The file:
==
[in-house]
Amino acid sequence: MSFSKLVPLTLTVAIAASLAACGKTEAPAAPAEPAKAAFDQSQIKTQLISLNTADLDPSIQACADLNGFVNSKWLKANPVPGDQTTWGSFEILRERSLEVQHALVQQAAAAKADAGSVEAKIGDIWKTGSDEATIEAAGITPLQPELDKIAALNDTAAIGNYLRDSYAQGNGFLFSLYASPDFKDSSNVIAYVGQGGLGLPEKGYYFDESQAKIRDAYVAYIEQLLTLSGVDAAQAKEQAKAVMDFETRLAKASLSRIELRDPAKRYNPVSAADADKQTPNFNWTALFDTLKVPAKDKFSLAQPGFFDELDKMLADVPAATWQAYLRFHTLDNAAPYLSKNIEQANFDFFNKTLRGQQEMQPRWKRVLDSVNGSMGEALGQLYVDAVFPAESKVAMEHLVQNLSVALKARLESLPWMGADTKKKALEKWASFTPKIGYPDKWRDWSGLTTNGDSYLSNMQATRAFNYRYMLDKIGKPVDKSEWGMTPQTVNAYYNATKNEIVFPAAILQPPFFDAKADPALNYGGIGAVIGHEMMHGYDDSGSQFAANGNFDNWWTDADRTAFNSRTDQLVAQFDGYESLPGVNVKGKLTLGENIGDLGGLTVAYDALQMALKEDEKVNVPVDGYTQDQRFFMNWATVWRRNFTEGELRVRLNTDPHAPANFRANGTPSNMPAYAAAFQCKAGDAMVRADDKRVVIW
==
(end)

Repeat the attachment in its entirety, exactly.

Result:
[in-house]
Amino acid sequence: MSFSKLVPLTLTVAIAASLAACGKTEAPAAPAEPAKAAFDQSQIKTQLISLNTADLDPSIQACADLNGFVNSKWLKANPVPGDQTTWGSFEILRERSLEVQHALVQQAAAAKADAGSVEAKIGDIWKTGSDEATIEAAGITPLQPELDKIAALNDTAAIGNYLRDSYAQGNGFLFSLYASPDFKDSSNVIAYVGQGGLGLPEKGYYFDESQAKIRDAYVAYIEQLLTLSGVDAAQAKEQAKAVMDFETRLAKASLSRIELRDPAKRYNPVSAADADKQTPNFNWTALFDTLKVPAKDKFSLAQPGFFDELDKMLADVPAATWQAYLRFHTLDNAAPYLSKNIEQANFDFFNKTLRGQQEMQPRWKRVLDSVNGSMGEALGQLYVDAVFPAESKVAMEHLVQNLSVALKARLESLPWMGADTKKKALEKWASFTPKIGYPDKWRDWSGLTTNGDSYLSNMQATRAFNYRYMLDKIGKPVDKSEWGMTPQTVNAYYNATKNEIVFPAAILQPPFFDAKADPALNYGGIGAVIGHEMMHGYDDSGSQFAANGNFDNWWTDADRTAFNSRTDQLVAQFDGYESLPGVNVKGKLTLGENIGDLGGLTVAYDALQMALKEDEKVNVPVDGYTQDQRFFMNWATVWRRNFTEGELRVRLNTDPHAPANFRANGTPSNMPAYAAAFQCKAGDAMVRADDKRVVIW